Does your cat have access to the garbage can? Does she have internal parasites, such as Coccidia or hookworms? Does she have food sensitivities? Has she been diagnosed with feline leukemia, an immune disorder, a fungal infection, polyps, or tumors? If so, she may have colitis. Colitis is inflammation of the colon's mucous lining, which often results in painful diarrhea. The condition can be acute or chronic. If signs appeared suddenly in response to a change in diet, try withholding food from your cat for 24 hours. Return to feeding your cat her original diet over a two-week period. Introduce a new diet of bland, hypoallergenic food, such as strained-meat baby food. Vitamin A has been found to help certain types of colitis. You can try to reduce your cat's diarrhea with activated charcoal, which helps absorb toxins, poisons and other irritating materials. The diet-induced colitis can be prevented by feeding your cat a consistent high-fiber diet.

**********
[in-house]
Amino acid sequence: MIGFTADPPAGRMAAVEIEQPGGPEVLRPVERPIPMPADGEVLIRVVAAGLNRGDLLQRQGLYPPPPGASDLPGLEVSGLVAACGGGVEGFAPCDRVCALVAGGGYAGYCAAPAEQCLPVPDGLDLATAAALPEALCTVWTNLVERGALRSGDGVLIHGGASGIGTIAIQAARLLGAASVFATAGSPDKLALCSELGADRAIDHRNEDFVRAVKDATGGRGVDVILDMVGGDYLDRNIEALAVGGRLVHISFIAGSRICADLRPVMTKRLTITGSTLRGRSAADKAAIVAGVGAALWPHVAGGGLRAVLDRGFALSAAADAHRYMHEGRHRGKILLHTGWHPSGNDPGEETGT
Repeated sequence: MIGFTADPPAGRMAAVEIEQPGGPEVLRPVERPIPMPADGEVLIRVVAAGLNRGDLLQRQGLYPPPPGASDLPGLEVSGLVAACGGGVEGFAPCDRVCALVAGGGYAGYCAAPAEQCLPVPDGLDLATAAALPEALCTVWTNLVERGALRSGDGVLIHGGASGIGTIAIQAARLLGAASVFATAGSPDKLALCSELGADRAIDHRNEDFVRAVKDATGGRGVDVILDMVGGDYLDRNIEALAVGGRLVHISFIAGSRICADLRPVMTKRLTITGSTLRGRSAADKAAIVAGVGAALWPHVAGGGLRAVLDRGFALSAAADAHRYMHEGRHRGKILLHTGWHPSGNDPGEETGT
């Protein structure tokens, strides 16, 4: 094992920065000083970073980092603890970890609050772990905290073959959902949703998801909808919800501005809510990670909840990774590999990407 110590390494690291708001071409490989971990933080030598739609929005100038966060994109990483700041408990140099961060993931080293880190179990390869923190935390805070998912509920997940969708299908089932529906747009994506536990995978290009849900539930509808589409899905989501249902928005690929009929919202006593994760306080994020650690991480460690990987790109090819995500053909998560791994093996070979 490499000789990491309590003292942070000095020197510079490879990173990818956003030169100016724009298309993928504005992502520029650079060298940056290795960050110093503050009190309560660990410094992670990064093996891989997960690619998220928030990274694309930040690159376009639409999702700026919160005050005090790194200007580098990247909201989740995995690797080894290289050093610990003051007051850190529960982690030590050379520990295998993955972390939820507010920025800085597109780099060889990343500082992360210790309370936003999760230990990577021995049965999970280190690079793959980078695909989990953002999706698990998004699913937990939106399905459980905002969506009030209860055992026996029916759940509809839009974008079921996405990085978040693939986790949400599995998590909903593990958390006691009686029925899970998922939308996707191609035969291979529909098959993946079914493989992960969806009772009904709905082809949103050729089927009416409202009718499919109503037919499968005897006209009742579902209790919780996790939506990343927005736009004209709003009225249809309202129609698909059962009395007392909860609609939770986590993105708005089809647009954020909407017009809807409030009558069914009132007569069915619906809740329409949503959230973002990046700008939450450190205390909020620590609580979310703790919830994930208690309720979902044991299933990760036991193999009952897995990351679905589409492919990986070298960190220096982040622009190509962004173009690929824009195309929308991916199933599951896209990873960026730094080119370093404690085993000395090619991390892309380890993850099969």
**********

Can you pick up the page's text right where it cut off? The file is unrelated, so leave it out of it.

If the condition still doesn't improve, visit your veterinarians. To rule out a possible pre-existing condition that may have caused the colitis, your vet will perform a stool examination and perhaps an endoscopic test. Testing for food allergies may also be advised. If your cat does have colitis, the first step involves treating whatever underlying factor is causing the condition. For instance, diet-induced colitis responds to a daily menu of high-fiber, regularity-promoting food or a hypoallergenic diet. Parasite-induced colitis can be treated by ridding your cat of internal pests. Colitis related to an immune system disorder is treatable with cortisone, although long-term treatment should use other, less toxic anti-inflammatory remedies.